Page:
In response to growing criticisms in the 1980s and 1990s that businesses were harming societies and the environment, and taking little or no responsibility for the negative impact of their operations, the Corporate Social Responsibility (CSR) movement was born.

Encouraging businesses to consider the economic, social and environmental consequences of their activities, wherever they operate in the world, and whatever their size, CSR is an expression of the belief that it is no longer enough for a company to simply profit its owners, and the concept is now a fully fledged feature of many businesses.

Not surprisingly, much of the emphasis until recently has focused on larger companies – indeed, the very name ‘Corporate Social Responsibility’ suggests a certain scale of enterprise.

While adopting the key principles of CSR may be reasonably straightforward for these companies however, it may be another matter entirely for small to medium sized businesses, which traditionally employ a smaller work force, operate on smaller budgets and subsequently have less time, energy and resources to invest in making the necessary changes.

Bigger companies are commonly recognised as having the means to make a difference in terms of CSR, while small or medium sized businesses, whose reach is more likely to be local than national, are often overlooked.

As a result, these companies can be left wondering whether they should bother investing limited resources into what may be perceived as just another administrative whim. Smaller companies may also duck out if they perceive their impact to be too small.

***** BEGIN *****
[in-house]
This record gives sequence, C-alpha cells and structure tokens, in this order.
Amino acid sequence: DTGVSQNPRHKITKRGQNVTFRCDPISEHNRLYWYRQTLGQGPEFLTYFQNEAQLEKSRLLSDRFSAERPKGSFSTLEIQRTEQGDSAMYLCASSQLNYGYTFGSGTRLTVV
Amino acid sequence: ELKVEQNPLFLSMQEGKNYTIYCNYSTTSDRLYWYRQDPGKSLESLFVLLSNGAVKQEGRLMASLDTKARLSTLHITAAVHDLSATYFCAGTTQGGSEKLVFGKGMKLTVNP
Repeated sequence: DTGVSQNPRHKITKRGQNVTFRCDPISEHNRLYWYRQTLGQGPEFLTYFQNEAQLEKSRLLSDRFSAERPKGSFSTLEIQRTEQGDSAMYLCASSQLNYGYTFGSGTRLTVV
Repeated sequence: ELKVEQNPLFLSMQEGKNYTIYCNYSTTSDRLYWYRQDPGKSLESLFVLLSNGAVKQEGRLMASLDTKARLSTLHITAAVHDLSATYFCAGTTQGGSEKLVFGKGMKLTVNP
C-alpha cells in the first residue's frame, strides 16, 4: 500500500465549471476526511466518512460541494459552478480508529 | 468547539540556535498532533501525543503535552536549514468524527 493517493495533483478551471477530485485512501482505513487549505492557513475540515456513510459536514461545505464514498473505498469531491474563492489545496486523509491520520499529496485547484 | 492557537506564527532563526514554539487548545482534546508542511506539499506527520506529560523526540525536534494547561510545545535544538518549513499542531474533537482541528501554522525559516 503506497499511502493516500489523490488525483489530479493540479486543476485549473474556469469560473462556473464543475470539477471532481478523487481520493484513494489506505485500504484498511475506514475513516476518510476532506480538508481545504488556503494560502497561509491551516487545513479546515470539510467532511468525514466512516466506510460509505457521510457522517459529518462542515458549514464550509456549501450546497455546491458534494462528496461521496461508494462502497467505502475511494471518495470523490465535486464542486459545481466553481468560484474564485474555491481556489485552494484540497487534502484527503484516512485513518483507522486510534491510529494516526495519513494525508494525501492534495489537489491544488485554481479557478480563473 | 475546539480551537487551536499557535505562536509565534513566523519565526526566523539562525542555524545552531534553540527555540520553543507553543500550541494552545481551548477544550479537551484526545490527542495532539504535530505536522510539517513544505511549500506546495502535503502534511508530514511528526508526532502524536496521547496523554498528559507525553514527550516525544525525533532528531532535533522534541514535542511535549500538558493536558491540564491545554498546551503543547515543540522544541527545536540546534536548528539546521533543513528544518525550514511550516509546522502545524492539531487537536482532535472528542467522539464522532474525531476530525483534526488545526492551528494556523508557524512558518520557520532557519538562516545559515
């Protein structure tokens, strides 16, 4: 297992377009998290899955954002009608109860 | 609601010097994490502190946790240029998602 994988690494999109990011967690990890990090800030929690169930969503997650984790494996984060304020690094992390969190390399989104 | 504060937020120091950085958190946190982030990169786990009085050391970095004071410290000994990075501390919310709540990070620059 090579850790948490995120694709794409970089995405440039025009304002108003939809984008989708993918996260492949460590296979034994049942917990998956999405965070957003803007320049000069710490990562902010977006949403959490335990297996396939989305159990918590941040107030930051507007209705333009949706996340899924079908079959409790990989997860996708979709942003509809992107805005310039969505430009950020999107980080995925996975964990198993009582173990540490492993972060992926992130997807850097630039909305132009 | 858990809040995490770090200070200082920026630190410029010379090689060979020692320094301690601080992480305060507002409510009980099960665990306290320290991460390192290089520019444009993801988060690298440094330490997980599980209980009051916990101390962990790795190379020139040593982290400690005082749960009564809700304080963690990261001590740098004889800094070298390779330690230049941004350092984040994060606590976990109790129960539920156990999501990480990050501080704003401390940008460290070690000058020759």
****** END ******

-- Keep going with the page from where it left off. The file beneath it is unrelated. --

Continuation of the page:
In such a climate, implementing the principles involved in CSR can be tricky. If small to medium sized firms are to feel able to tackle the environmental and social impacts of their activities, the approach to CSR has to be adopted within the context of the thousands of sole traders, owner managers and entrepreneurs that make up small businesses today.

One of the difficulties is that new start businesses and small to medium sized companies usually have enough to worry about without also ensuring that their business ethics are always up to speed. A successful approach to CSR within such companies must therefore tackle the common fears, namely that addressing the issues involved will be time consuming, costly, difficult, involve endless bureaucracy and have the potential to open a whole host of additional legal obligations.

But the lack of a ‘one size fits all’ approach to CSR does not mean that smaller companies need play any less of a part. Studies have shown that, in fact, a lot of these concerns are not actually experienced by those small to medium sized businesses who are already engaged in CSR.

Furthermore, many companies are already active proponents without even realising it! Incorporating CSR in the work place can be as simple as recycling scrap paper, or becoming involved in local community projects, for example:

· Maintain a safe, healthy and happy working environment: this represents an overall commitment to the wellbeing of a company’s staff, who in a similar vein, should be recognised as a company’s most valuable resource

· Setting exemplary employment practices: another way in which to invest in staff, and one that can feed back into a company’s success.

· Implementing responsible environmental practices: this might include organising car-sharing schemes for commuting to work, encouraging staff to take the bus instead of the car, or better still, to cycle or walk to work where possible